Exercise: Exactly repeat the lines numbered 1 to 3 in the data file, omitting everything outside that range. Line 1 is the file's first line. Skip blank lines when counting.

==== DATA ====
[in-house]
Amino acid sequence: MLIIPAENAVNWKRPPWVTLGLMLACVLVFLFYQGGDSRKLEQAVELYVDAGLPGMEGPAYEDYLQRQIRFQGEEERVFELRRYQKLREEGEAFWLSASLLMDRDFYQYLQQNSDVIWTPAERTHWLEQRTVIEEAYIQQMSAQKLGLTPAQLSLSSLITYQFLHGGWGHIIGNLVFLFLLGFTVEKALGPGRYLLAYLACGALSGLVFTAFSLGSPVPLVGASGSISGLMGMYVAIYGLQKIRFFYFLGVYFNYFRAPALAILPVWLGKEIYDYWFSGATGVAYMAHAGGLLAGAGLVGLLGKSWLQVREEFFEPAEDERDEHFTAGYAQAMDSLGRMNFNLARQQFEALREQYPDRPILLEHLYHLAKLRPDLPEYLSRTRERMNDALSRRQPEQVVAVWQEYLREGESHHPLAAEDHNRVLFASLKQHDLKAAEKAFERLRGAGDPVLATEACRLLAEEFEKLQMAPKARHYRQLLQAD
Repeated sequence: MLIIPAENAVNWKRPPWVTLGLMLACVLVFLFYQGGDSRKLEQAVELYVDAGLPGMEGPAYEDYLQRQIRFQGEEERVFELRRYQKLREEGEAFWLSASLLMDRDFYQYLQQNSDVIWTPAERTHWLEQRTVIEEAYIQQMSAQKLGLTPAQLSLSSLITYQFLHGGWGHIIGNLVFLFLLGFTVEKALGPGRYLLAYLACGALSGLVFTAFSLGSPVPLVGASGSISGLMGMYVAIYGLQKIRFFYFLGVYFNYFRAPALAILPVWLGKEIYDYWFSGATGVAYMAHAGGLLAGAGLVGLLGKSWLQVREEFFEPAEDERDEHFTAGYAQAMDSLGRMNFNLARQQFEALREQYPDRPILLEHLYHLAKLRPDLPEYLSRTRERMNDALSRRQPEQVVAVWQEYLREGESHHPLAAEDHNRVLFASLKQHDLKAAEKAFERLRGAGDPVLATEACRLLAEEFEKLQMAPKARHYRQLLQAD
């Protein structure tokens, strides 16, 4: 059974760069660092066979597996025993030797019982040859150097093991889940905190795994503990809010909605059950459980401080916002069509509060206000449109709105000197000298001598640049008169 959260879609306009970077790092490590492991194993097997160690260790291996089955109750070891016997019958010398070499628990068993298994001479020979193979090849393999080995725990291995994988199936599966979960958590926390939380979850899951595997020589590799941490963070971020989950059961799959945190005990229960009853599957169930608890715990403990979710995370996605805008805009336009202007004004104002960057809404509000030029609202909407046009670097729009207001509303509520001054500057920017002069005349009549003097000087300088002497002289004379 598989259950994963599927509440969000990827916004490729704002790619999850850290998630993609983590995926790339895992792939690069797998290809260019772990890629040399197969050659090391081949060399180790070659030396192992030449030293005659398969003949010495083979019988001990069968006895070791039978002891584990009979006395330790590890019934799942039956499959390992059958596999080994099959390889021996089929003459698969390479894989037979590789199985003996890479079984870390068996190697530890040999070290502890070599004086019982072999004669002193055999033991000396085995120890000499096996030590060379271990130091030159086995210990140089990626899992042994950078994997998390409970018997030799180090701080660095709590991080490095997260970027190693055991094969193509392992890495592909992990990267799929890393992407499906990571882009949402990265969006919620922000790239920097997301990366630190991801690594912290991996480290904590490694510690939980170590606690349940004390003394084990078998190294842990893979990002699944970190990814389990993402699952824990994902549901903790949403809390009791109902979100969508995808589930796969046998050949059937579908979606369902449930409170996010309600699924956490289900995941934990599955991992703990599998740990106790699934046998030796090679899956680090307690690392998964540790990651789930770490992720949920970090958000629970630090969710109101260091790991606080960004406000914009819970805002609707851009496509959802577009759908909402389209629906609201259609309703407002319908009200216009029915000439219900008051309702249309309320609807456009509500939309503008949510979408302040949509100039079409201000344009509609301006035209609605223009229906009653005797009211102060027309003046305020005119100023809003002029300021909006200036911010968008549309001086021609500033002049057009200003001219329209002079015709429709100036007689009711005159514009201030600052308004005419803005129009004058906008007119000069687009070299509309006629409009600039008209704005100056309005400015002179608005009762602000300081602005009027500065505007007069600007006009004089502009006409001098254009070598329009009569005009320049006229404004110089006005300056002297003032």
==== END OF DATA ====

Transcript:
[in-house]
Amino acid sequence: MLIIPAENAVNWKRPPWVTLGLMLACVLVFLFYQGGDSRKLEQAVELYVDAGLPGMEGPAYEDYLQRQIRFQGEEERVFELRRYQKLREEGEAFWLSASLLMDRDFYQYLQQNSDVIWTPAERTHWLEQRTVIEEAYIQQMSAQKLGLTPAQLSLSSLITYQFLHGGWGHIIGNLVFLFLLGFTVEKALGPGRYLLAYLACGALSGLVFTAFSLGSPVPLVGASGSISGLMGMYVAIYGLQKIRFFYFLGVYFNYFRAPALAILPVWLGKEIYDYWFSGATGVAYMAHAGGLLAGAGLVGLLGKSWLQVREEFFEPAEDERDEHFTAGYAQAMDSLGRMNFNLARQQFEALREQYPDRPILLEHLYHLAKLRPDLPEYLSRTRERMNDALSRRQPEQVVAVWQEYLREGESHHPLAAEDHNRVLFASLKQHDLKAAEKAFERLRGAGDPVLATEACRLLAEEFEKLQMAPKARHYRQLLQAD
Repeated sequence: MLIIPAENAVNWKRPPWVTLGLMLACVLVFLFYQGGDSRKLEQAVELYVDAGLPGMEGPAYEDYLQRQIRFQGEEERVFELRRYQKLREEGEAFWLSASLLMDRDFYQYLQQNSDVIWTPAERTHWLEQRTVIEEAYIQQMSAQKLGLTPAQLSLSSLITYQFLHGGWGHIIGNLVFLFLLGFTVEKALGPGRYLLAYLACGALSGLVFTAFSLGSPVPLVGASGSISGLMGMYVAIYGLQKIRFFYFLGVYFNYFRAPALAILPVWLGKEIYDYWFSGATGVAYMAHAGGLLAGAGLVGLLGKSWLQVREEFFEPAEDERDEHFTAGYAQAMDSLGRMNFNLARQQFEALREQYPDRPILLEHLYHLAKLRPDLPEYLSRTRERMNDALSRRQPEQVVAVWQEYLREGESHHPLAAEDHNRVLFASLKQHDLKAAEKAFERLRGAGDPVLATEACRLLAEEFEKLQMAPKARHYRQLLQAD